Rooms for growth
Updated: 2013-03-08 07:39
By Rebecca Lo (China Daily)
Kathleen Taylor helms one of the world's fastest expanding luxury hospitality brands. Provided to China Daily
Having risen through the ranks of the male-dominated hotel industry, Kathleen Taylor is now steering a course for expansion in Asia
Kathleen Taylor paused to greet me and a couple of fellow Hong Kong-based journalists with a warm smile during a whirlwind cocktail event held in the Pearl ballroom at Four Seasons Guangzhou.
The president and CEO of Four Seasons Hotels and Resorts is smack in the middle of a multi-city Asian tour that includes the grand opening of Four Seasons Beijing. Guangzhou occupies less than 48 hours of her time. Yet being a consummate hotel professional, Taylor wanted to clarify her response to one of my earlier questions.
"I thought about what I said: that the part I hate most about my job is the packing and unpacking between trips," Taylor explains. "That makes me sound like such a princess. What I mean is that although I travel all the time, I could never have another person pack or unpack for me. I would never be able to find anything."
Taylor remains refreshingly approachable despite running one of the world's most rapidly expanding and respected luxury hospitality brands. She exudes a down to earth confidence that underscores what she is: a smart lady from Toronto, where she and her husband make their home. Toronto is also the head office for Four Seasons, a brand founded there by astute businessman Isadore Sharp more than 50 years ago.
"We became empty nesters this year," Taylor notes, referring to their 21-year-old son and 18-year-old daughter. "My husband Neil will join me in Beijing and we'll spend a long weekend there together. We're adventurous travelers: for me, the most exciting part is going somewhere that I've never been before. If we go with the kids, often the holiday will involve a lawn chair. With just the two of us, we'd go see the terracotta warriors in Xi'an or walk on the Great Wall. Last year, we went cycling in Sicily. Most of our vacations involve biking and skiing. And our accommodations are as luxurious as where a bike will take us."
Originally legal counsel to Four Seasons when she joined almost a quarter of a century ago, Taylor rose through the ranks to become chief operating officer. She held that position for three years before her appointment to the top post in 2010. During the past decade, she has been instrumental in steering the company's ambitious surge in growth, with much of the development in Asia.
"The most significant change has been Four Seasons' approach to growth," she says. "My point of view is strongly biased toward the fact that we're living in dynamic times. Technology has played a huge part in accelerating change. A variety of things have crept up in the past 20 years: globalization, accessibility of travel and lower cost of airfares. I'm focused on interpreting the meaning of all that change for our company and how we can evolve more quickly.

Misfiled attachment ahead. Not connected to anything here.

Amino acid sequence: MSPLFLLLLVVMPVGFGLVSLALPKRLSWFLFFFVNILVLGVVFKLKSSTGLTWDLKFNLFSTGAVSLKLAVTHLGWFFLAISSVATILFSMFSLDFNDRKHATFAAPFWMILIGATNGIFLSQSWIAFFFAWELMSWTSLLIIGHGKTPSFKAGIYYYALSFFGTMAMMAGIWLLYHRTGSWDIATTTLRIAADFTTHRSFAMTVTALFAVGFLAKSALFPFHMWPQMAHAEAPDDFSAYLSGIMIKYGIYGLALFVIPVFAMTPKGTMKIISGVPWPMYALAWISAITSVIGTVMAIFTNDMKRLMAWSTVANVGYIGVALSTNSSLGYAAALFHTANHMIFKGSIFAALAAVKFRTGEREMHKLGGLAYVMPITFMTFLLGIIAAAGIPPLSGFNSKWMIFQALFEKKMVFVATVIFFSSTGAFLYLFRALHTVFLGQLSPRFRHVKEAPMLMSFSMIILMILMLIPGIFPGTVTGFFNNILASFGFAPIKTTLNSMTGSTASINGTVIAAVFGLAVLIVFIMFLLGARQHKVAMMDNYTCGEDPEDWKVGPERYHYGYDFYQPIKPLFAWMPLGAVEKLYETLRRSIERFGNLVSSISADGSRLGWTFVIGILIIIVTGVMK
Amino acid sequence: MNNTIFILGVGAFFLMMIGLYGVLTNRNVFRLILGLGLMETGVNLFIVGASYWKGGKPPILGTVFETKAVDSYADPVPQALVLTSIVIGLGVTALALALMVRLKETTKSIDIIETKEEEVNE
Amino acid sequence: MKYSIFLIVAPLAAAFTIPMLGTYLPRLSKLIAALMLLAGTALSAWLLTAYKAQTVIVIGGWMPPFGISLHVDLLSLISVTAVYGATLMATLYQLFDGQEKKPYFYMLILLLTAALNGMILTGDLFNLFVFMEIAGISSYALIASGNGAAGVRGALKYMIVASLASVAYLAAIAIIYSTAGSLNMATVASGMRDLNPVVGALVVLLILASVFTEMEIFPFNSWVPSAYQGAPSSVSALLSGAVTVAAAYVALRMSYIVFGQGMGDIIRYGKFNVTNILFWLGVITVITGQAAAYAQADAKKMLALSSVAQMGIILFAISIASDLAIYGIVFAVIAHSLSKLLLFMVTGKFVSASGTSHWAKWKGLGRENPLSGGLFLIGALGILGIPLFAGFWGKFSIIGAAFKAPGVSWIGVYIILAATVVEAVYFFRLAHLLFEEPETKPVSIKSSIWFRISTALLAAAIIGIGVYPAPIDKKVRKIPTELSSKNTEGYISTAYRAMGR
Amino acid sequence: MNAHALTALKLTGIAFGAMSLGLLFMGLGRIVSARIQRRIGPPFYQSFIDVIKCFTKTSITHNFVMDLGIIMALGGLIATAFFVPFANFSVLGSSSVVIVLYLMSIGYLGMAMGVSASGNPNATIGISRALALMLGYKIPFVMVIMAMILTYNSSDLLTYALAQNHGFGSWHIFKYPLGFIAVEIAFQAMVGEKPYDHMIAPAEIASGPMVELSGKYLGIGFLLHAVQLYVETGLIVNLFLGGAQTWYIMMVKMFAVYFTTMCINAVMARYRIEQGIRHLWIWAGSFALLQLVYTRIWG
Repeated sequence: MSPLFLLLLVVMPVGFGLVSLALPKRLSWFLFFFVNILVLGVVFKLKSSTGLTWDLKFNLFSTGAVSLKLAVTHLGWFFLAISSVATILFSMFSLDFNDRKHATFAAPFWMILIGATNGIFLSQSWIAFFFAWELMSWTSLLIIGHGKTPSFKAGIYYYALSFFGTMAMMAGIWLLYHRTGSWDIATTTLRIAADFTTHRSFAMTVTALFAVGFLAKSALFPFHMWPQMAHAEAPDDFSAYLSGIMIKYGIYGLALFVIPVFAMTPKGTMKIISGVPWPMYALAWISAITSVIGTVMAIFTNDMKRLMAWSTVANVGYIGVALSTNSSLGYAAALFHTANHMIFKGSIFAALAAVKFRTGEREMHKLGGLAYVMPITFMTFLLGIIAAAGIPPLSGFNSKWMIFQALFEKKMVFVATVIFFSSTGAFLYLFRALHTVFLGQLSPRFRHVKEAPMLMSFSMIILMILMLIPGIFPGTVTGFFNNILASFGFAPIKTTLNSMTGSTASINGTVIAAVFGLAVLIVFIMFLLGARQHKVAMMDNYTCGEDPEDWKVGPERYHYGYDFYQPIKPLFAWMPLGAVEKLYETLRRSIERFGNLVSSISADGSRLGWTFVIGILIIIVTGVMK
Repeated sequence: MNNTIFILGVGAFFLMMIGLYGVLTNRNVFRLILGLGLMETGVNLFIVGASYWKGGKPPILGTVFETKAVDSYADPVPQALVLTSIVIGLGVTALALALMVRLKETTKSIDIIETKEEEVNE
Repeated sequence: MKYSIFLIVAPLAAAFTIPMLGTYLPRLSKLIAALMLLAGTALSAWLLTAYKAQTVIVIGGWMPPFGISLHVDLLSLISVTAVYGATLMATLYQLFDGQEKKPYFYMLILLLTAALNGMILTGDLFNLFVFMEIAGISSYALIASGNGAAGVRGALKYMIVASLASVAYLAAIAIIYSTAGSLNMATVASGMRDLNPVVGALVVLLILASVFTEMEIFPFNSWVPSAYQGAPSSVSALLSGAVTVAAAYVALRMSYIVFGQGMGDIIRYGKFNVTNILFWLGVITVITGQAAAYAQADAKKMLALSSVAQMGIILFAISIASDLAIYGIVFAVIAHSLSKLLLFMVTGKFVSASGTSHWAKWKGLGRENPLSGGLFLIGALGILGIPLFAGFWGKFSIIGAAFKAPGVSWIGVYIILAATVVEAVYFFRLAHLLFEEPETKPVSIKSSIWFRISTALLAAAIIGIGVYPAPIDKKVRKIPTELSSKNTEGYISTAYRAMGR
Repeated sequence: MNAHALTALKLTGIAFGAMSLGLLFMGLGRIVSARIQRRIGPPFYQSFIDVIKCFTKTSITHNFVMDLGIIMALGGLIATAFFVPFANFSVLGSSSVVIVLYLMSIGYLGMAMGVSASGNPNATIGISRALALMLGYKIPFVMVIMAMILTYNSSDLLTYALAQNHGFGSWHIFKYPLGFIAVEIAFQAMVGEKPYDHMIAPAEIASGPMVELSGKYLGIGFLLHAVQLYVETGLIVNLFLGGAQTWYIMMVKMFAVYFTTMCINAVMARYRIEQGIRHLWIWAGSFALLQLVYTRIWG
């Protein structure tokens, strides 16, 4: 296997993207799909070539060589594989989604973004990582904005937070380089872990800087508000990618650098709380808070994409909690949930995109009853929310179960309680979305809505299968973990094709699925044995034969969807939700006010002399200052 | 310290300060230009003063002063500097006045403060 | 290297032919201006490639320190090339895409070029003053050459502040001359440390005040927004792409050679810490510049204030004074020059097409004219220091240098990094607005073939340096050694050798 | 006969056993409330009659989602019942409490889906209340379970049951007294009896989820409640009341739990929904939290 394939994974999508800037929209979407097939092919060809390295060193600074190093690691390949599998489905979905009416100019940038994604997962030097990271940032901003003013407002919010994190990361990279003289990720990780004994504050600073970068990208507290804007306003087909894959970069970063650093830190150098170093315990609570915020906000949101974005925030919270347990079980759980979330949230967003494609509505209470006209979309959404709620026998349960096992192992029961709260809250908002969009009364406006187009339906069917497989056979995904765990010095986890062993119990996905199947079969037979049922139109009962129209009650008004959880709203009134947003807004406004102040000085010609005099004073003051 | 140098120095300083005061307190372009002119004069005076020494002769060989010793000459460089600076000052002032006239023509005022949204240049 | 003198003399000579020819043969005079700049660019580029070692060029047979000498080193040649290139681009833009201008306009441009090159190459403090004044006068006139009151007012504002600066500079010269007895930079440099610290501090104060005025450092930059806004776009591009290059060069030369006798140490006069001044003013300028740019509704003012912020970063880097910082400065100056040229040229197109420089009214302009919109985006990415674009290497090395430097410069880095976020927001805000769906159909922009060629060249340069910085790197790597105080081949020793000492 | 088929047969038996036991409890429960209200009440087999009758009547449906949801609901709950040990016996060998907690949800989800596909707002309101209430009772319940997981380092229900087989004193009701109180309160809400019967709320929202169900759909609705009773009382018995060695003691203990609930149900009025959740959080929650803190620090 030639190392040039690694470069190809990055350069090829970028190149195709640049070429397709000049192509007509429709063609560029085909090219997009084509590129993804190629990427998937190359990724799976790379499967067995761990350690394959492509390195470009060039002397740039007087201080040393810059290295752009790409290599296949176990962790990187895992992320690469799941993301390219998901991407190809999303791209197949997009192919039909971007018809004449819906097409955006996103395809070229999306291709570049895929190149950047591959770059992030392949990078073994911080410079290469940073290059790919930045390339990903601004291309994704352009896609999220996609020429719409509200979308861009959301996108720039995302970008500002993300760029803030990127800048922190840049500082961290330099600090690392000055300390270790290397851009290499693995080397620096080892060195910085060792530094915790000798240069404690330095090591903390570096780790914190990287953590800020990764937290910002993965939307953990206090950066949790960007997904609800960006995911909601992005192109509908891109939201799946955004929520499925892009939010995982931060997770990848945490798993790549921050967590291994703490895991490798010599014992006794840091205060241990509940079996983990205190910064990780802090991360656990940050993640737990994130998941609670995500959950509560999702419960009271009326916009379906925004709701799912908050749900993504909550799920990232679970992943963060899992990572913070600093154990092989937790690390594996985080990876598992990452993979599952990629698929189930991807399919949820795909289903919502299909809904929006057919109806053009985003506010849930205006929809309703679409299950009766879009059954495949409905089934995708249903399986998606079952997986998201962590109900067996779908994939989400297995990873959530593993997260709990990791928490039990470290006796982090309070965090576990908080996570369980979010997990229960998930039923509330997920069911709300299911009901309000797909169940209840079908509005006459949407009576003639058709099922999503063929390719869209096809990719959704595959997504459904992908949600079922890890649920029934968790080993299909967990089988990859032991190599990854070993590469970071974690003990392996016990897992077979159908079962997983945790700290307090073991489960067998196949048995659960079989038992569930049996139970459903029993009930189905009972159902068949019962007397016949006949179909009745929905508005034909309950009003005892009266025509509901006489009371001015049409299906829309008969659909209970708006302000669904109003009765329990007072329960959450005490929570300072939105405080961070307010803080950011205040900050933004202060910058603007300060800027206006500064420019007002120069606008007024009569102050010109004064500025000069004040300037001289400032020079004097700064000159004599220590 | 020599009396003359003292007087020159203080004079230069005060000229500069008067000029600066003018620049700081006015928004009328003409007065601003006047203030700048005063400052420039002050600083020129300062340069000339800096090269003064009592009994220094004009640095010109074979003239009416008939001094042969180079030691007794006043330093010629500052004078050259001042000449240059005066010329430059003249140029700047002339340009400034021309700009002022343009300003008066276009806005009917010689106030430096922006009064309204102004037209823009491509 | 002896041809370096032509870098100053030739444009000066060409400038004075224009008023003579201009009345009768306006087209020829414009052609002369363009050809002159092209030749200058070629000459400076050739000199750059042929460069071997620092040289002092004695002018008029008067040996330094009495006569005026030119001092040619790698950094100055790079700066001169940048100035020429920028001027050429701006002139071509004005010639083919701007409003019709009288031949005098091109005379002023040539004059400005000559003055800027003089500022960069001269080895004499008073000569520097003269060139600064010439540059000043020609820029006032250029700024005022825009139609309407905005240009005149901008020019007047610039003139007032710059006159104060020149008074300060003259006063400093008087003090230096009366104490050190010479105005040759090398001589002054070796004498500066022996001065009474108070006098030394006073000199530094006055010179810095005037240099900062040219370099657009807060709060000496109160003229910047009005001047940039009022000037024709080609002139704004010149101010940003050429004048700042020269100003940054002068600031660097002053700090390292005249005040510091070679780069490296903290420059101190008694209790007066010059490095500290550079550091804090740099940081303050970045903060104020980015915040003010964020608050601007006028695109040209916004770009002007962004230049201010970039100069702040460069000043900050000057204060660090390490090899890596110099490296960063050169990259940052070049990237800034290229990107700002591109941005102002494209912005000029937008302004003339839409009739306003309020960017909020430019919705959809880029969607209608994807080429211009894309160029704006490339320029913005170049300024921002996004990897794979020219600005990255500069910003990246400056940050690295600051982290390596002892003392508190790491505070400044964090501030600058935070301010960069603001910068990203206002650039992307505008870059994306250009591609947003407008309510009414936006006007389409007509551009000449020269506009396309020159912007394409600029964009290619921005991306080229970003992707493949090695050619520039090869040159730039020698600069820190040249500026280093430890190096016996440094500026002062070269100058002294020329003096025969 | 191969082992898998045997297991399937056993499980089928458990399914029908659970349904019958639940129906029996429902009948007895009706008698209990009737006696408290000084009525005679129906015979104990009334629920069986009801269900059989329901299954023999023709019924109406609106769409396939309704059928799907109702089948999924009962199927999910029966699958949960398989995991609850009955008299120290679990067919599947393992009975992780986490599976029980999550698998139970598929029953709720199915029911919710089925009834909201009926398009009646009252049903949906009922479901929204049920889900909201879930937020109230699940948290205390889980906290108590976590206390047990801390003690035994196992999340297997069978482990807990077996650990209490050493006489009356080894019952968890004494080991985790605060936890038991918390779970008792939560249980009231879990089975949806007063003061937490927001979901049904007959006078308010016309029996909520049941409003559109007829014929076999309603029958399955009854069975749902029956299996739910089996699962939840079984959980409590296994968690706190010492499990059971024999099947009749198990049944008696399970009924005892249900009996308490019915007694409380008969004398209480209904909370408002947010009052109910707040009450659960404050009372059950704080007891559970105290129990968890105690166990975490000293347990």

"I'm comfortable now with making a few more mistakes. We're ramping up our ability to shift in response to global, regional and local changes. We're moving toward decentralizing the decision-making process. We're trying to get people closest to our customers empowered. We're trying to give all 40,000 of our people the tools and mindset to speak up. A lot of those changes have happened locally by hotels doing things in response to their specific markets. The game is won and lost at the employee and guest level."
Taylor was the first woman to be appointed to the Four Seasons' executive committee and she is still one of only a few women in the top echelon of the hotel industry. However, she plays down being a pioneer for her gender.
"I looked around the boardroom table and thought about who each man was married to: all extremely strong-willed women who were equal partners in their relationships," Taylor says. "I figured they can spend a few hours a day with me."
When Four Seasons began doing deals in the Middle East, Taylor was the company's chief negotiator.
"Izzy (Sharp) said that it had to be me - there was no one else," she recalls. "I had no preconceived notions about expanding the company in a traditionally male dominated region and never doubted that it was acceptable. It was a good growing experience."
Four Seasons currently operates seven hotels in China, with nine more in the pipeline for cities such as Shenzhen, Qingdao, Wuhan and Chongqing as well as additional properties in Beijing and Hangzhou. "It doesn't matter where in China you go - you feel this optimistic energy everywhere," Taylor says. "There is a huge sense of expectation about what the future will bring."
She believes that Chinese travelers are just like everyone else: "Like the rest of us, they are looking for comfort, genuine hospitality, something done specifically for them. We started adding Chinese amenities in all of our hotels outside China; things like tea, slippers and familiar food to make stays more enjoyable. We all want our trips to include adventure, but we all like the taste of home."
(China Daily 03/08/2013 page21)